* * * * * * * * * * * * * * * * * * * * * * * *
LINGUIST List logo Eastern Michigan University Wayne State University *
* People & Organizations * Jobs * Calls & Conferences * Publications * Language Resources * Text & Computer Tools * Teaching & Learning * Mailing Lists * Search *
* *
LINGUIST List 21.3275

Sat Aug 14 2010

Books: Discourse Analysis/Sociolinguistics: Handford

Editor for this issue: Maria Moreno-Rollins <marialinguistlist.org>


Links to the websites of all LINGUIST's supporting publishers are available at the end of this issue.
Directory
        1.    Daniel Davies, The Language of Business Meetings: Handford

Message 1: The Language of Business Meetings: Handford
Date: 11-Aug-2010
From: Daniel Davies <ddaviescambridge.org>
Subject: The Language of Business Meetings: Handford
E-mail this message to a friend

Title: The Language of Business Meetings
Published: 2010
Publisher: Cambridge University Press
                http://us.cambridge.org

Author: Michael Handford
Hardback: ISBN: 9780521116664 Pages: 286 Price: U.S. $ 82.50
Paperback: ISBN: 9780521133432 Pages: 286 Price: U.S. $ 31.00
Abstract:

This innovative volume presents an in-depth study of the language used by
participants in business meetings. The cutting-edge research draws on the
Cambridge and Nottingham Business English Corpus (CANBEC), a unique
resource which brings together meetings of different types both within and
between companies, involving speakers whose roles and responsibilities
vary, and who represent a range of nationalities and first languages.
Keywords, concordance lines and discourse analysis provide thorough
insights into aspects such as the structural stages of meetings,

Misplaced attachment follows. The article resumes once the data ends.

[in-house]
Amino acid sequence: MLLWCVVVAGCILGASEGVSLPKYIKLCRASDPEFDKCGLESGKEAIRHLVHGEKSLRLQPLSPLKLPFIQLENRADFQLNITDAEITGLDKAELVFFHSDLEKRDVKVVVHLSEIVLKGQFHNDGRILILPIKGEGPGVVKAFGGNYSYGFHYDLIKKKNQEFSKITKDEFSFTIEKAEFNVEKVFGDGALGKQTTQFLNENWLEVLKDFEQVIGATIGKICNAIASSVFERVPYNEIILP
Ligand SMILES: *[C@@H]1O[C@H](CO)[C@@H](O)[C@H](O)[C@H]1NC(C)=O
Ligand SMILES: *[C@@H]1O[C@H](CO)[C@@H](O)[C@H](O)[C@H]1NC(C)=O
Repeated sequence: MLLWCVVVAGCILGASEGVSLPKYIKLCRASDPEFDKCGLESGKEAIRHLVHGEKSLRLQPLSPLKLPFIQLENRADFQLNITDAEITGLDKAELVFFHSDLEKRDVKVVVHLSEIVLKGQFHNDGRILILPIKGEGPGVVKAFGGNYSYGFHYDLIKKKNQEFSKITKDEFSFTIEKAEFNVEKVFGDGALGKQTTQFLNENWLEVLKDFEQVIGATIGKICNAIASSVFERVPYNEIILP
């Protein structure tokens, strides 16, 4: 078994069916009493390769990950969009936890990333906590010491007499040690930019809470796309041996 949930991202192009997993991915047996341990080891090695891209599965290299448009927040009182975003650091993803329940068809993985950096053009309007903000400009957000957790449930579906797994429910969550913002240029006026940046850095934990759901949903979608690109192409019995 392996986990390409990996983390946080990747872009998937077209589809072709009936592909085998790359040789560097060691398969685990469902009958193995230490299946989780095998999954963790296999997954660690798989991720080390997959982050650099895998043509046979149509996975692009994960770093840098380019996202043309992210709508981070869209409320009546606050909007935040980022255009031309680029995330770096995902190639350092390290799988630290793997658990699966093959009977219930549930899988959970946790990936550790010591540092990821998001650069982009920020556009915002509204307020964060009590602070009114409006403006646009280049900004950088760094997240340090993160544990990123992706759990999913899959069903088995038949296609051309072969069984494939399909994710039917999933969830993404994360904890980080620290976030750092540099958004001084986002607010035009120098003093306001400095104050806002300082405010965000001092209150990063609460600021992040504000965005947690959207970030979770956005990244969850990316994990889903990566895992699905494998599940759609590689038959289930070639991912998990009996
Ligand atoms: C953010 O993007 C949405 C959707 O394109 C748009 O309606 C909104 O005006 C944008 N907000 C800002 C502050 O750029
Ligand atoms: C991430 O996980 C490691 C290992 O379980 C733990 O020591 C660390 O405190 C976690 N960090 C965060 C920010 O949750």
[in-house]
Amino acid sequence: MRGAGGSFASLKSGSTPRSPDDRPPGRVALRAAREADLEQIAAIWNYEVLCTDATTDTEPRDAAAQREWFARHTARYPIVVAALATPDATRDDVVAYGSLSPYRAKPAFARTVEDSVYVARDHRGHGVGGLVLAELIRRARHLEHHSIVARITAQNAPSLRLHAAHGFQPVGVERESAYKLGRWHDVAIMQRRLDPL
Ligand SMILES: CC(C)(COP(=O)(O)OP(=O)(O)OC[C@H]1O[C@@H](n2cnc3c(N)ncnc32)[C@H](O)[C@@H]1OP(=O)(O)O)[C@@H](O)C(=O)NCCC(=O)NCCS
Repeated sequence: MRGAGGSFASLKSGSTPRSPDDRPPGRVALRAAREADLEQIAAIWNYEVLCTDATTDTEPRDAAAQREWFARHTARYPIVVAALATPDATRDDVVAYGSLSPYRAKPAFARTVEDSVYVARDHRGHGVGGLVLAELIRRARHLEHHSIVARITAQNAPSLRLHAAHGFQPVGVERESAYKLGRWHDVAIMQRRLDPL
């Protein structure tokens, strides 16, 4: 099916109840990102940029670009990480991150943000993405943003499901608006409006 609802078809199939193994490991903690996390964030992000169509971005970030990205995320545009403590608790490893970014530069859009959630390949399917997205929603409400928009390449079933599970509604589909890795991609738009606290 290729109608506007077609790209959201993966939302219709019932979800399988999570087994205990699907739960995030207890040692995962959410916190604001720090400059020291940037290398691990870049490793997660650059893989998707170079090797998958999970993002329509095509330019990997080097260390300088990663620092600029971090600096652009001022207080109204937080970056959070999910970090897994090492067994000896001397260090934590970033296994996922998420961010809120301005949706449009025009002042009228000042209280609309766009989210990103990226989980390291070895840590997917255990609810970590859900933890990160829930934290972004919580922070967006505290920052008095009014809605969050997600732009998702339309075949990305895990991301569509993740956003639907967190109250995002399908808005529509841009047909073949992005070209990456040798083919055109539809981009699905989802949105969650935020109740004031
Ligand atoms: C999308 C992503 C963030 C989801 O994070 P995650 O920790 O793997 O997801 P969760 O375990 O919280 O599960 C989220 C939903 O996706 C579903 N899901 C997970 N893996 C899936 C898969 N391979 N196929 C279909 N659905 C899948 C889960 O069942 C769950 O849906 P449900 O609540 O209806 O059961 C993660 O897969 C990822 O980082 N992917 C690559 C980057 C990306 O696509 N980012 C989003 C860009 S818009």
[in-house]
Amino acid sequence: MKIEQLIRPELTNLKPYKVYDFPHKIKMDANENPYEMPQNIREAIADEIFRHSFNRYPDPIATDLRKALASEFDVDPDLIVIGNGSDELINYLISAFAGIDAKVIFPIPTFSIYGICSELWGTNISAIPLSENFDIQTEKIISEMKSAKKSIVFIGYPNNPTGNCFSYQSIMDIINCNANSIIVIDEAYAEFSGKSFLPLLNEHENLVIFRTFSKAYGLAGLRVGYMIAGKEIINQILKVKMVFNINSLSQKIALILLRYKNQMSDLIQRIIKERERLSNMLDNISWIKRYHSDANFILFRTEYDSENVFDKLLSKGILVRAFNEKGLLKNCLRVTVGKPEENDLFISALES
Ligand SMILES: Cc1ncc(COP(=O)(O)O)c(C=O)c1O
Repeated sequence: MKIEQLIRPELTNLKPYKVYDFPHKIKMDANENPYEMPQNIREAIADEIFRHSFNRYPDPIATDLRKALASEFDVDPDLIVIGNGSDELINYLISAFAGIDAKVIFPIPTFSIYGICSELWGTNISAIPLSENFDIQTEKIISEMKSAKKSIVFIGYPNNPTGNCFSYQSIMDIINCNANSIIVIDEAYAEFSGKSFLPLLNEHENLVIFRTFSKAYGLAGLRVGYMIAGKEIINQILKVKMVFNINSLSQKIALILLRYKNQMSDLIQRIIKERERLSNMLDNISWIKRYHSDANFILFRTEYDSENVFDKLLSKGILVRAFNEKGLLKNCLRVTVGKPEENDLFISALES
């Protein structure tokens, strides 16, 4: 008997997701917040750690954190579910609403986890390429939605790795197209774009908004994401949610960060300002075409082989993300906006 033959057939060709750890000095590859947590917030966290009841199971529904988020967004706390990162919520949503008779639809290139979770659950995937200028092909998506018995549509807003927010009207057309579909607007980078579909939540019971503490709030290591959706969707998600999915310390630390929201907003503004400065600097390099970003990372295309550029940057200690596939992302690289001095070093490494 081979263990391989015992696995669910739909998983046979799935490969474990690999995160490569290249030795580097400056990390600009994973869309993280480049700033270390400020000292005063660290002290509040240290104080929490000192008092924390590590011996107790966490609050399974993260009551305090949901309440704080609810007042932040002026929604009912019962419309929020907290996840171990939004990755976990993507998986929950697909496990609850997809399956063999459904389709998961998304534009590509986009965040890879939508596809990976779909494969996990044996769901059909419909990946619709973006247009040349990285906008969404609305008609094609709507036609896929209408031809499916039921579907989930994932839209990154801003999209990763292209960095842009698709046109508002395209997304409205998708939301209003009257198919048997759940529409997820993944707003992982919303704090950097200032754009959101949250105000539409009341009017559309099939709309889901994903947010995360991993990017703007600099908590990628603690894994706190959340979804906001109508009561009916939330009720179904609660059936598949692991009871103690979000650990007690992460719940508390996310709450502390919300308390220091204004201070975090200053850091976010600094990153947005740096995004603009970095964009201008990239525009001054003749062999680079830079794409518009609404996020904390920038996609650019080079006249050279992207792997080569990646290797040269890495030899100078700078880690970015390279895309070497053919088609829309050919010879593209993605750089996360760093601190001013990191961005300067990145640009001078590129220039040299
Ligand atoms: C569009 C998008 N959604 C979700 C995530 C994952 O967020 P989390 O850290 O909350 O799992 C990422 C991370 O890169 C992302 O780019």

participants' discursive practices, interpersonal language and creativity,
and power and constraint. The author concludes by making practical
suggestions for using
these findings to inform the teaching of business English.

Series editors' preface Acknowledgements Transcription conventions
1 CANBEC: Corpus and context
1.1 Data collection
1.2 Corpus constituency
1.3 Contextual information
1.4 Transcription and anonymization
1.5 Corpus size and generalizability
1.6 Outline of the book
References
2 Background: Theory and methodology
2.1 Theory
2.2 Methodology
2.3 Summary
References
3 The business-meeting genre: Stages and practices
3.1 Applying Bhatia's multi-perspective model of discourse to business
meetings
3.2 The meeting matrix
3.3 Applying the meeting matrix
3.4 Summary
References
4 Significant meeting words: Keywords and concordances
4.1 Institutional language and everyday English
4.2 Lexico-grammatical theoretical considerations
4.3 Word frequencies
4.4 Keywords
4.5 Summary
References
5 Discourse marking and interaction: Clusters and practices
5.1
Defining clusters
5.2 Clusters in business research
5.3 Cluster lists
5.4 Categorization of clusters
5.5 Clusters in context
5.6 Summary
References
6 Interpersonal language: Pronouns, backchannels, vague language, hedges
and deontic modality
6.1 The transactional/relational linguistic distinction
6.2 Pronouns
6.3 Backchannels
6.4 Vague language
6.5 Hedges
6.6 Deontic modality